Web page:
I’m sorry

“I’m sorry, my English no good”

“I’m sorry, I no speak English good”

“I’m sorry, my English is bad”

I hear these a lot!! Too much!! But why? Is it true? Maybe but how are they measuring it?

Personally, I put it down to their learning experience. I’m pretty sure that they’ve not been supported and nurtured to feel good about their level and progress. For me, anything beyond “hello, goodbye” is good and who student who grasps and utilises the present perfect after 5 minutes is VERY good in my book. It’s not how good they are but how good they dedicate themselves and improve.

I remember that in China students would scream in English and were super confident, is that missing in Europe?

I don’t want hordes of French women running round the streets screaming “I speak zeee god English!” but a bit of confidence in their abilities would serve them well.

I often think of my job as a bit like a doctor diagnosing symptoms but the root cause was created years ago in their schooling. How I can solve that one is beyond me. Maybe I should contact the council and ask to volunteer on ‘in-school’ programs.

7 thoughts on “I’m sorry

  1. Hi Phil!

    Interesting that you say that…have been thinking about it quite a lot.I have not taught anywhere outside of Europe, but I see differences between Greece and Switzerland for instance. In Greece people know how much they know and can be confident. Here in Switzerland (due to the Swiss always being modest) I have heard so so many times: “My English is terrible” or “I need a lot of work with my English” and suddenly they open their mouths and amazing stuff comes out : )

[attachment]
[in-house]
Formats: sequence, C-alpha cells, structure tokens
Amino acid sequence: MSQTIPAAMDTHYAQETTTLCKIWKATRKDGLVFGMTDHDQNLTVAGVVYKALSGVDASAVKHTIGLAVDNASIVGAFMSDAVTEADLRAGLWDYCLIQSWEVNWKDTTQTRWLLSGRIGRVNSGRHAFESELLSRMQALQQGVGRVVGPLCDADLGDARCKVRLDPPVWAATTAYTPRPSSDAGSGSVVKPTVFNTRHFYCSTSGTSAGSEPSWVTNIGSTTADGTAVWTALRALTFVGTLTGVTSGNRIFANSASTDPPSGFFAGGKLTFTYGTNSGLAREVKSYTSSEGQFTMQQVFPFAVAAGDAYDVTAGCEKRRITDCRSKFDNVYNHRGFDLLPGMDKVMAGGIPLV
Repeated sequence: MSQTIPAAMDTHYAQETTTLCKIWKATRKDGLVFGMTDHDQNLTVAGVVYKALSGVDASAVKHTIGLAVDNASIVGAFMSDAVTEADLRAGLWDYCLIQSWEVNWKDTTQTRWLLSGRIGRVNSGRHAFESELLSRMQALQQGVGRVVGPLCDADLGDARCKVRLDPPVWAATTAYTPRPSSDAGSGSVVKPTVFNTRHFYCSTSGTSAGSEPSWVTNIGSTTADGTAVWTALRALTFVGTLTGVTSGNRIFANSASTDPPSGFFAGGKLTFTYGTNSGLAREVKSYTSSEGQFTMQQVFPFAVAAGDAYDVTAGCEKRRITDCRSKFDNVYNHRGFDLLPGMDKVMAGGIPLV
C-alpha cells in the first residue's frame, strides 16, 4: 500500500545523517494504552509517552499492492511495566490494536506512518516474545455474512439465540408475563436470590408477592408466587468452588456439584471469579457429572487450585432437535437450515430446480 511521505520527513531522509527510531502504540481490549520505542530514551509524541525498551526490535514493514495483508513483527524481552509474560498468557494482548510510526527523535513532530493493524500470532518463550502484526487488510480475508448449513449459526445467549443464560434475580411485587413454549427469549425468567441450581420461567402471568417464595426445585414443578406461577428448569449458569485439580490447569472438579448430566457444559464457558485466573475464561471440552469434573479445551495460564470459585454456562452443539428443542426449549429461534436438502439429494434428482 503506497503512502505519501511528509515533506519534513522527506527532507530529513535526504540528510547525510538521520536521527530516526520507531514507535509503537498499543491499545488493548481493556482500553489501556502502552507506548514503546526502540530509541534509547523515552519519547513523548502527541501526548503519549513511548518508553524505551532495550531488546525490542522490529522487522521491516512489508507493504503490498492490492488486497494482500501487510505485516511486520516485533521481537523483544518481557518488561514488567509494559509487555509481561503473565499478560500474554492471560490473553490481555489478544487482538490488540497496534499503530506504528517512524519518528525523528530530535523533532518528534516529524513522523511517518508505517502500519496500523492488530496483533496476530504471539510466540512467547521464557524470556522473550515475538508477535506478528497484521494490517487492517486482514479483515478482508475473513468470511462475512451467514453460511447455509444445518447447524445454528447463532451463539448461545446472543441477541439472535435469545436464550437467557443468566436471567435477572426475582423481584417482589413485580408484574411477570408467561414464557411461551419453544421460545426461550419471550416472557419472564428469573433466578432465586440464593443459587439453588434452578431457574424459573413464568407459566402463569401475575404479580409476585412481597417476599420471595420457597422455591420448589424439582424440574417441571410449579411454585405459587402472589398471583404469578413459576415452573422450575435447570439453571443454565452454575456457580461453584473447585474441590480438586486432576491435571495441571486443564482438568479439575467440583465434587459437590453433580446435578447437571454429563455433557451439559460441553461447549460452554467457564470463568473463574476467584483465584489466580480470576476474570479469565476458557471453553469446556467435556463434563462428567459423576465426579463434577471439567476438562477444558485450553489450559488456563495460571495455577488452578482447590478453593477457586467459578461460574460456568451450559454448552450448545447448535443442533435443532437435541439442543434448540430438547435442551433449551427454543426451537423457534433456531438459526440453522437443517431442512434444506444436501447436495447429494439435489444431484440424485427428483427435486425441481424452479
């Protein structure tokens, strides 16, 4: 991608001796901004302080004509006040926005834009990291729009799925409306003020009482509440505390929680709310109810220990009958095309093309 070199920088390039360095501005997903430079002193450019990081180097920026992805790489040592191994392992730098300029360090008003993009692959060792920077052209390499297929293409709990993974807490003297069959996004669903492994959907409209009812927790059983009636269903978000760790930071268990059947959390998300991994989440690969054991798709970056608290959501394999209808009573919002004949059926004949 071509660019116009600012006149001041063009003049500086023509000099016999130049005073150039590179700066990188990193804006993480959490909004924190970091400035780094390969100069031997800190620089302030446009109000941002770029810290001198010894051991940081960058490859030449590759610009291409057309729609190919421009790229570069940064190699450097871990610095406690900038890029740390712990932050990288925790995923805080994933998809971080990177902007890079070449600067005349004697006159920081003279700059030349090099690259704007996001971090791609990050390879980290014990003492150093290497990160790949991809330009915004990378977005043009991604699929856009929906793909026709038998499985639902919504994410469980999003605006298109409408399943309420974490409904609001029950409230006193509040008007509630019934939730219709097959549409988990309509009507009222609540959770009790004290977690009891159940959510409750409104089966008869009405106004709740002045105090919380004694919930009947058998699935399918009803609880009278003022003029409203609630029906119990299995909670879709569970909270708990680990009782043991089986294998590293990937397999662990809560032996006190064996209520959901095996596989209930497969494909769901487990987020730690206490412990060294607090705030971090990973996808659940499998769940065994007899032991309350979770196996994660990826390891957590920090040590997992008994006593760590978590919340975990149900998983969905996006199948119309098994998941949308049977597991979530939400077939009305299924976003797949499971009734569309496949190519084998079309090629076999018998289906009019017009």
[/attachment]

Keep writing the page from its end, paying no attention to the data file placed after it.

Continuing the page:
You are right, it could be lack of support in schools and your idea of joining a council is a good one. I might even do the same myself!

    Good stuff, Phil!

    Best wishes,
    Vicky

    • Yes, I have that too. CAE level students who say their English is poor. The main complaint is that they have nobody to talk to. To solve this one of my bosses wants to do an open speaking thing like an English corner/salon. I never liked the idea in Asia as it was just local kids talking but if you have a teacher whose mediating and helping then it could be great. I think Wall Street do something similar. It could even be relaxed win the canteen with drinks/snacks etc. I also like the idea of watching a short film/episode together and then talking about it naturally, not in a class context.

        • I challenge them and just say “don’t be lazy, you can do better than that”. I used to have a CPE A student in a class of upper ints/pre-adv and in the first lesson I drew up an action plan to push her. Sadly, she got a bit overconfident and lazy as she was better than the rest. Having that ‘artificial’ level/goal can be tough if you are the best in your environment as you are aiming at something you can’t see/measure.

  2. Speaking from someone who teaches predominantly Chinese speakers only these days, I can assure you they are not brazen about their abilities. Still, I think it’s natural to be humble about your language ability. Having said that, the European youth that is here for the summer program are in no way shy to speak in English, particularly the Spaniards.

    • That’s interesting because I used to teach class after class of 18 yr old Chinese kids in the UK who wouldn’t speak but then when I lived in China it was the opposite. In the UK we did get rich kids though and in China they were at public unis so quite poor or from political families. They usually sat at the front and took notes.

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